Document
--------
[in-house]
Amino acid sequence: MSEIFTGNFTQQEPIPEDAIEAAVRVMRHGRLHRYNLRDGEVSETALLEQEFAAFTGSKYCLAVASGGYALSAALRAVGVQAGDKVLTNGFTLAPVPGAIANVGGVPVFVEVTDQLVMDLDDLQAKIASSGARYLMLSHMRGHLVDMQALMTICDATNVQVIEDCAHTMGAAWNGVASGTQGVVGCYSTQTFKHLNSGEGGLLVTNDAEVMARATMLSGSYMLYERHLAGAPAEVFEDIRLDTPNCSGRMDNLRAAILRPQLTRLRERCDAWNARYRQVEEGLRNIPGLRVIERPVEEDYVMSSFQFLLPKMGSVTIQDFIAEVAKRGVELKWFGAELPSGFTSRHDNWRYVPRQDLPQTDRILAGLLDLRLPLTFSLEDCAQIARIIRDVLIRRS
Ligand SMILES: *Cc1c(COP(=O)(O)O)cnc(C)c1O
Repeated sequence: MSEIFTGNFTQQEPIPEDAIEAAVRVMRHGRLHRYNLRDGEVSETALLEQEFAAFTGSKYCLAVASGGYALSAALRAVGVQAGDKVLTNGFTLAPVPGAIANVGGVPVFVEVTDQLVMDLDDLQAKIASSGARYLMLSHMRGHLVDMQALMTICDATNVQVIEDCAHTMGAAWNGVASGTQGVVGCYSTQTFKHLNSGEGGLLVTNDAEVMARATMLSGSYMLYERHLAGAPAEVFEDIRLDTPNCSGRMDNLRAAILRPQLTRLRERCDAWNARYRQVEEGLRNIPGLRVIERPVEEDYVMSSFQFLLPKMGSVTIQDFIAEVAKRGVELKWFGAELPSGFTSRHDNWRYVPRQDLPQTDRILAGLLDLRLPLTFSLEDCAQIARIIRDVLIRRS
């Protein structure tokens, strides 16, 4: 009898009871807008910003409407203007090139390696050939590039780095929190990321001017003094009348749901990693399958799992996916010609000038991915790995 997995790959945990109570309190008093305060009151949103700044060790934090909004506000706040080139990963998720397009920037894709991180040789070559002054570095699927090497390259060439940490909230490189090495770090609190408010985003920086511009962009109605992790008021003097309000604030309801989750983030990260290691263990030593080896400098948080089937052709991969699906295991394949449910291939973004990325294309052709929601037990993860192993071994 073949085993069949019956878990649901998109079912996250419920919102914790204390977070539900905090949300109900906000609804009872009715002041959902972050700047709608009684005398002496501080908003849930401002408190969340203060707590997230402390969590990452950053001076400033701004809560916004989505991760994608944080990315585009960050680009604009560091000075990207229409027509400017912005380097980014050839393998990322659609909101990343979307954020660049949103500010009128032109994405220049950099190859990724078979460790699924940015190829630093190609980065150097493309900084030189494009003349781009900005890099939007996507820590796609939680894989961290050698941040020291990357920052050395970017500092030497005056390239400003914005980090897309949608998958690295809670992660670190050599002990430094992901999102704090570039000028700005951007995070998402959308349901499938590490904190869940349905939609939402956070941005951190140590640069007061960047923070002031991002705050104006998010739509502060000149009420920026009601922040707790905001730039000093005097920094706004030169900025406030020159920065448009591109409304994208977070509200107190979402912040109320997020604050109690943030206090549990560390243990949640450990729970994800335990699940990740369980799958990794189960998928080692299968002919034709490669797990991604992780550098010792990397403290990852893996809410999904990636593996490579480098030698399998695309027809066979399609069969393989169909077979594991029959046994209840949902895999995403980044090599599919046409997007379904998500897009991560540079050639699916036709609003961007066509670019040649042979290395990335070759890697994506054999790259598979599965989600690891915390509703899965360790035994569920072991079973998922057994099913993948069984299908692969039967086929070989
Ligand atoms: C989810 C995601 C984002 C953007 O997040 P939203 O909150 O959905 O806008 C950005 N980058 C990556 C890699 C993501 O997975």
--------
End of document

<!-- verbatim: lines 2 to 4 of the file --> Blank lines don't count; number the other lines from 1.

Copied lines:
Amino acid sequence: MSEIFTGNFTQQEPIPEDAIEAAVRVMRHGRLHRYNLRDGEVSETALLEQEFAAFTGSKYCLAVASGGYALSAALRAVGVQAGDKVLTNGFTLAPVPGAIANVGGVPVFVEVTDQLVMDLDDLQAKIASSGARYLMLSHMRGHLVDMQALMTICDATNVQVIEDCAHTMGAAWNGVASGTQGVVGCYSTQTFKHLNSGEGGLLVTNDAEVMARATMLSGSYMLYERHLAGAPAEVFEDIRLDTPNCSGRMDNLRAAILRPQLTRLRERCDAWNARYRQVEEGLRNIPGLRVIERPVEEDYVMSSFQFLLPKMGSVTIQDFIAEVAKRGVELKWFGAELPSGFTSRHDNWRYVPRQDLPQTDRILAGLLDLRLPLTFSLEDCAQIARIIRDVLIRRS
Ligand SMILES: *Cc1c(COP(=O)(O)O)cnc(C)c1O
Repeated sequence: MSEIFTGNFTQQEPIPEDAIEAAVRVMRHGRLHRYNLRDGEVSETALLEQEFAAFTGSKYCLAVASGGYALSAALRAVGVQAGDKVLTNGFTLAPVPGAIANVGGVPVFVEVTDQLVMDLDDLQAKIASSGARYLMLSHMRGHLVDMQALMTICDATNVQVIEDCAHTMGAAWNGVASGTQGVVGCYSTQTFKHLNSGEGGLLVTNDAEVMARATMLSGSYMLYERHLAGAPAEVFEDIRLDTPNCSGRMDNLRAAILRPQLTRLRERCDAWNARYRQVEEGLRNIPGLRVIERPVEEDYVMSSFQFLLPKMGSVTIQDFIAEVAKRGVELKWFGAELPSGFTSRHDNWRYVPRQDLPQTDRILAGLLDLRLPLTFSLEDCAQIARIIRDVLIRRS